An alternative route to recovery is to issue court proceedings using more traditional methods; by utilising a claim form (Part 7 proceedings).
The typical way to start a claim is to send a debtor a Letter Before Action (LBA), containing the concise details of the claim, pursuant to the Practice Direction on Pre Action Conduct contained in the Civil Procedure Rules.
That process seeks to elicit the response of the debtor, so that each party’s respective positions can be understood by each other in more detail, from the start.
Having information about the other sides’ case, early, can sometimes assist by bringing the parties in to view of what settlement options there could be available to them – to help avoid the issuing of the claim at court. Otherwise, it can be a way of engaging alternative dispute resolution in the case, early enough to settle matters before costs are run-up, or give the creditor the opportunity to use tactics to put the risk of having to pay a proportion of the creditor’s costs on the debtor.
Part 7 proceedings are more suitable for matters in relation to which there may be more likelihood of it being argued by the debtor that there is a dispute over there being a “debt” in the first place. There may also be arguments over a right to offset against what is owed, or a genuine cross or counter-claim which can also have sway.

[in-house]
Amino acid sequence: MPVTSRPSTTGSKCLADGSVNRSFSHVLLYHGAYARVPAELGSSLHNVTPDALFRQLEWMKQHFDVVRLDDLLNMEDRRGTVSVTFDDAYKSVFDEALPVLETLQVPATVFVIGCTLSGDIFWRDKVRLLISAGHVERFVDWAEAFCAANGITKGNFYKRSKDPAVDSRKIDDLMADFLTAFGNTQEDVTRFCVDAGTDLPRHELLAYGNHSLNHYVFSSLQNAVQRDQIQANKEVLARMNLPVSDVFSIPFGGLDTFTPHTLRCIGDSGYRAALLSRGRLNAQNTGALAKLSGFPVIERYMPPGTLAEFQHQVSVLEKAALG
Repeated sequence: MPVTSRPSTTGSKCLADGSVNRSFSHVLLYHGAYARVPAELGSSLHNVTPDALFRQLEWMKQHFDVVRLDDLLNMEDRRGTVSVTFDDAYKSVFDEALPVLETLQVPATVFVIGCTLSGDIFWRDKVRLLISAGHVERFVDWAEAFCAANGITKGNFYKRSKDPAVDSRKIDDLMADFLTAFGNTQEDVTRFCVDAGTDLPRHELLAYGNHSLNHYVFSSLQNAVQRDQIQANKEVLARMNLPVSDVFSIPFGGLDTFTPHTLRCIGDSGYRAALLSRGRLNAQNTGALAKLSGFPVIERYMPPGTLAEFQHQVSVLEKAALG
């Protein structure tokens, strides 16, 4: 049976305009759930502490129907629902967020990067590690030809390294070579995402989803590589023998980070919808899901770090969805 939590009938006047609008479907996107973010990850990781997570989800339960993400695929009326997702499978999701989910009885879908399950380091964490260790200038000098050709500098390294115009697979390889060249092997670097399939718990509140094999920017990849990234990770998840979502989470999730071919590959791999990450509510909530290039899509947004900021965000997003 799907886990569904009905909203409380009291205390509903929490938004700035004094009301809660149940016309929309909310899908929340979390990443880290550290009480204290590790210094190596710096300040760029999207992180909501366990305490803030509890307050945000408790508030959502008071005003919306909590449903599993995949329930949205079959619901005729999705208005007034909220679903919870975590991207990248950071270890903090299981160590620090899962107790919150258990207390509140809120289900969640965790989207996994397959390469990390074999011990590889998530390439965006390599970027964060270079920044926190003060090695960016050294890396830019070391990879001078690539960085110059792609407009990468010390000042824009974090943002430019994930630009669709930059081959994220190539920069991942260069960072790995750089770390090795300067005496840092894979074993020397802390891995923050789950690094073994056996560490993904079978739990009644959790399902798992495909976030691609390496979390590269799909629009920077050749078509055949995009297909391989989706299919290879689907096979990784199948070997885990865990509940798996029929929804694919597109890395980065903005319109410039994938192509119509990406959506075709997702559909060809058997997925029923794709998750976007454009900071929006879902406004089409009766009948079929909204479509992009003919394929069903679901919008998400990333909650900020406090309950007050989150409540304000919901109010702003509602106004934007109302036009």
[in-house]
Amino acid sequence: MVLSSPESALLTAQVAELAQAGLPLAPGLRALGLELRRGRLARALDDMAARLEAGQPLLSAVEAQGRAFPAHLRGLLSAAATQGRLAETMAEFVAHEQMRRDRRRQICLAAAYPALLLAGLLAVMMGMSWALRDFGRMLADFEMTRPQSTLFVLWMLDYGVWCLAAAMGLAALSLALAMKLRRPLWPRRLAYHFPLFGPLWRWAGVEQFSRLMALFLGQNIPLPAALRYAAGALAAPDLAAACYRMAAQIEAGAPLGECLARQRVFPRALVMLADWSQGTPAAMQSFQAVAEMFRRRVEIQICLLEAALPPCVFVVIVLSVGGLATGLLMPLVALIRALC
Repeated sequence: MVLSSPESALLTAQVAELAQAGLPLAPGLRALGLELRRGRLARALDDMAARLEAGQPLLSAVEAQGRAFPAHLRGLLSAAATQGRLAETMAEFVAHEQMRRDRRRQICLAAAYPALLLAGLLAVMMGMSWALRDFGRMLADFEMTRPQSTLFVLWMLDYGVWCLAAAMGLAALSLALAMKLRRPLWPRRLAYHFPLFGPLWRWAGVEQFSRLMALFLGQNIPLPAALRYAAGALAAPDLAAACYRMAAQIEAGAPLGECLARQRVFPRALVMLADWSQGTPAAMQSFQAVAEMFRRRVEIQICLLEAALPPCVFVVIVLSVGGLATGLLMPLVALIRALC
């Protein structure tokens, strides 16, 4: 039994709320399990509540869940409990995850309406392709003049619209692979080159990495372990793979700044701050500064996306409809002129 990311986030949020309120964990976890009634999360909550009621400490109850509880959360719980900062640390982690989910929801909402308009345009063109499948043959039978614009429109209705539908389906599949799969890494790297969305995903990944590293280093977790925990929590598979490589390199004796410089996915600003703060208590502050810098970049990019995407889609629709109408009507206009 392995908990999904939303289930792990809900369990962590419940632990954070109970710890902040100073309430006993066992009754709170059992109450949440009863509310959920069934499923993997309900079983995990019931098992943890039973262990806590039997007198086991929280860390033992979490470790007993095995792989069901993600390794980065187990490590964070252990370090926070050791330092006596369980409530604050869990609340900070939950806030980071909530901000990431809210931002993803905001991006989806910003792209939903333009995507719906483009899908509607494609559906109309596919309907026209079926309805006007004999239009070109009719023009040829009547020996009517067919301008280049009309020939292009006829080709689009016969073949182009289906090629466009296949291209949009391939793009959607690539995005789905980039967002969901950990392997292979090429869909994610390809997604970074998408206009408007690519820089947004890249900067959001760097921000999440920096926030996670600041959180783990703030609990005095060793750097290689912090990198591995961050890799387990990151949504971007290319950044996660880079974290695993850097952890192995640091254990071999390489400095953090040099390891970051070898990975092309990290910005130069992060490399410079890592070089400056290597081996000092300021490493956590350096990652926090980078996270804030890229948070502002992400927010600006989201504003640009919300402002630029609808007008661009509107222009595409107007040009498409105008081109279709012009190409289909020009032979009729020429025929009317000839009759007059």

If the debtor fails to act following the LBA, the next step would usually be to issue court proceedings.
Once a claim is issued, and upon allocation to track, if the value of a claim is £10,000 or less, it will most likely be allocated to the Small Claims Track and, generally, costs will not be recoverable by the winning party from the loser (unless there is a contractual right to recover costs).
If the value of a claim exceeds £10,000, a claim will be allocated to either the Fast Track or the Multi Track, under which tracks costs are recoverable by the winning party from the loser.
At this time The Ministry of Justice has advised that all bailiffs must follow the Government’s guidance during the pandemic. As a result, they have advised that bailiffs suspend all in-person visits.
The High Court Enforcement Officers Association states that all High Court Enforcement Officers (“HCEO”) members are also following this guidance.
Other methods of enforcement are still available, such as third party debt orders and charging orders.
Practical tips for Creditors
- Consider sending LBAs sooner in the credit-control process;
- Ensure contact details for customers are up-to-date, obtaining an email address where possible;
- If an agreement cannot be reached creditors should still consider taking legal action to avoid any delays caused by a post-lockdown bottleneck.
Fisher Jones Greenwood LLP’s Dispute Resolution team is able to assist clients with all their debt recovery queries and provide commercially focused, practical advice on the options available. For further advice on debt recovery please contact Fisher Jones Greenwood on 01206 700113 or email [email protected].